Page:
If you are proceeding under an exemption from registration and have not surpassed the number of permitted investors then probably yes. You should also consider having a buy-sell agreement when the owners are not related by blood or marriage (and even then it is often a good idea.) Know that "fraud" under securities law includes not only misrepresentations but also failures to state a fact which an investor would have wanted to know when making the investment.
Generally, all aspects of your business will benefit from having a lawyer who knows you and you busienss on standby for the regular series of legal questions which arise for every business.
This is analysi, not advice, and any lawyer would want to know the history of your stock issuances, the status of your corporate records, a better understanding of your finance and other business goals.
The above is general legal and business analysis. It is not "legal advice" but analysis, and different lawyers may analyse this matter differently, especially if there are additional facts not reflected in the question. I am not your attorney until retained by a written retainer agreement signed by both of us. I am only licensed in California. See also avvo.com terms and conditions item 9, incorporated as if it was reprinted here.
Anybody can invest in a business for equity, so long as the business grants the investor equity. Your friend can do so in a number of ways, depending on the choice of entity of your business as well as the type and value of assets in the company.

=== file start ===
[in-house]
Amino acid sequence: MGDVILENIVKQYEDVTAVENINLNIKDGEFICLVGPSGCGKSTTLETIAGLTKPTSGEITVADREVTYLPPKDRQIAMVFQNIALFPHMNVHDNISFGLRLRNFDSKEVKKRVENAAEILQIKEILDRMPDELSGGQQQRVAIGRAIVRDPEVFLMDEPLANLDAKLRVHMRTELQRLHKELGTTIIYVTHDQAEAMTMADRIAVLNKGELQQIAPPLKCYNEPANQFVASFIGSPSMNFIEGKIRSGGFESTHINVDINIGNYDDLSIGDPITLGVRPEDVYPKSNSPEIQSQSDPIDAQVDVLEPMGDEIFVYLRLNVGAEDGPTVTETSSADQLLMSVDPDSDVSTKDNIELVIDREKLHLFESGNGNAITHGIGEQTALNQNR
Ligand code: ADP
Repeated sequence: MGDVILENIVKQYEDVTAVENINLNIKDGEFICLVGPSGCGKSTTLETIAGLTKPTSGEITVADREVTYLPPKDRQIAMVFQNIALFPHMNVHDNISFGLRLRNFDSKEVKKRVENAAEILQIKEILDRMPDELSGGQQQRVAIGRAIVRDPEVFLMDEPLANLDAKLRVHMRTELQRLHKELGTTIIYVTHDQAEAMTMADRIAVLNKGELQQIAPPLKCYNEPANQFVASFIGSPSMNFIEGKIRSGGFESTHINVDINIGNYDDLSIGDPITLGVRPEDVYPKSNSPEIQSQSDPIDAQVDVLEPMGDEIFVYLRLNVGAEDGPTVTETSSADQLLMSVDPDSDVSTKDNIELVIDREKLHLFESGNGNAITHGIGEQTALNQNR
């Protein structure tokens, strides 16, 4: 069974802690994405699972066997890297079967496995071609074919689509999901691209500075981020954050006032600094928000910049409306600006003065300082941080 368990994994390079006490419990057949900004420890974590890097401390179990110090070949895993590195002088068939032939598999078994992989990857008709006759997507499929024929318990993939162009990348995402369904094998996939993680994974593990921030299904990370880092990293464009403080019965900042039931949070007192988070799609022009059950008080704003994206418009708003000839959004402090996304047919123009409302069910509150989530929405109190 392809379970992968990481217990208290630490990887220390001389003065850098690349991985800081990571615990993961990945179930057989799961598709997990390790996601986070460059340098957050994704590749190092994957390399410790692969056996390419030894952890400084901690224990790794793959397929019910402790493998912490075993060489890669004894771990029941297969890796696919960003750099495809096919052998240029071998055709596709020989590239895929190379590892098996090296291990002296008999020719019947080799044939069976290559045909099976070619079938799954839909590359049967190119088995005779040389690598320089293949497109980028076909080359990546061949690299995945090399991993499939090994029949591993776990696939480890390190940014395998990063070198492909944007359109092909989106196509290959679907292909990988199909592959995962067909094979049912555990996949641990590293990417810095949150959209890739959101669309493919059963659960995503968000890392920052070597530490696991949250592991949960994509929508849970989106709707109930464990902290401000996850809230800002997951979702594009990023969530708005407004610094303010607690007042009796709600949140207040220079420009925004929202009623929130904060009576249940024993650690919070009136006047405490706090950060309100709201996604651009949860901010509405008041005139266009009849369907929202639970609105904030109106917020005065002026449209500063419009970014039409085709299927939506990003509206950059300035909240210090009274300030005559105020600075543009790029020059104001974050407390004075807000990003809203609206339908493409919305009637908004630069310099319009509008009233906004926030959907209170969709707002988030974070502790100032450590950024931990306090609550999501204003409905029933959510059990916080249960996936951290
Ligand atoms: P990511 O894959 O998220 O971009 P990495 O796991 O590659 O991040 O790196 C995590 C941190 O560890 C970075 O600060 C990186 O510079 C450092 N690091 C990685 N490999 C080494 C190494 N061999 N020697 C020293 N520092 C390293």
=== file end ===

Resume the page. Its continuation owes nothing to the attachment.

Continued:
For instance, if your company is held in the form of a corporation, then your friend can purchase shares in your company in the the form of stock. Similarly, if your company is held in the form of a limited liability company (LLC), then you can add your friend as a member in the LLC, and update the operating agreement to reflect his/her equity stake.
If you do not have a separate entity forming your business, then you can enter into an agreement with your friend giving him/her an stake in the sale of assets, or proceeds from profits derived from the business.
These represent just a few of your options. Please feel free to contact me off-line to discuss options in further detail.
The opinions published on this forum should not be construed as creating an attorney-client relationship for any purpose, and is intended only for providing informal preliminary information to a legal inquiry. Victor Look - 818-444-1779
Your question sounds simple, but there is quite a lot of high level complexity depending on what kind of business you own and the structure of the business. By and large, with the advisement of legal counsel, it certainly should be possible that your friend can invest in your business for equity. If your business is a corporation, there can be limitations on who the stock can be sold to, and there can be a number of different financial qualifications. Depending on the form of your business entity, it will really dictate the specific answer you need to receive in regard to your proposed sale of an equity share in your company. These questions can be easily answered by an attorney who knows your specific facts.
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I agree with my colleagues and will add the following:
"Friends and family" are a frequently-tapped source of investment funds for small businesses. As my colleagues have noted, both the investor and the entrepreneur / business need legal representation to make sure that everything is done properly.
This information does not constitute legal advice and does not establish an attorney-client relationship.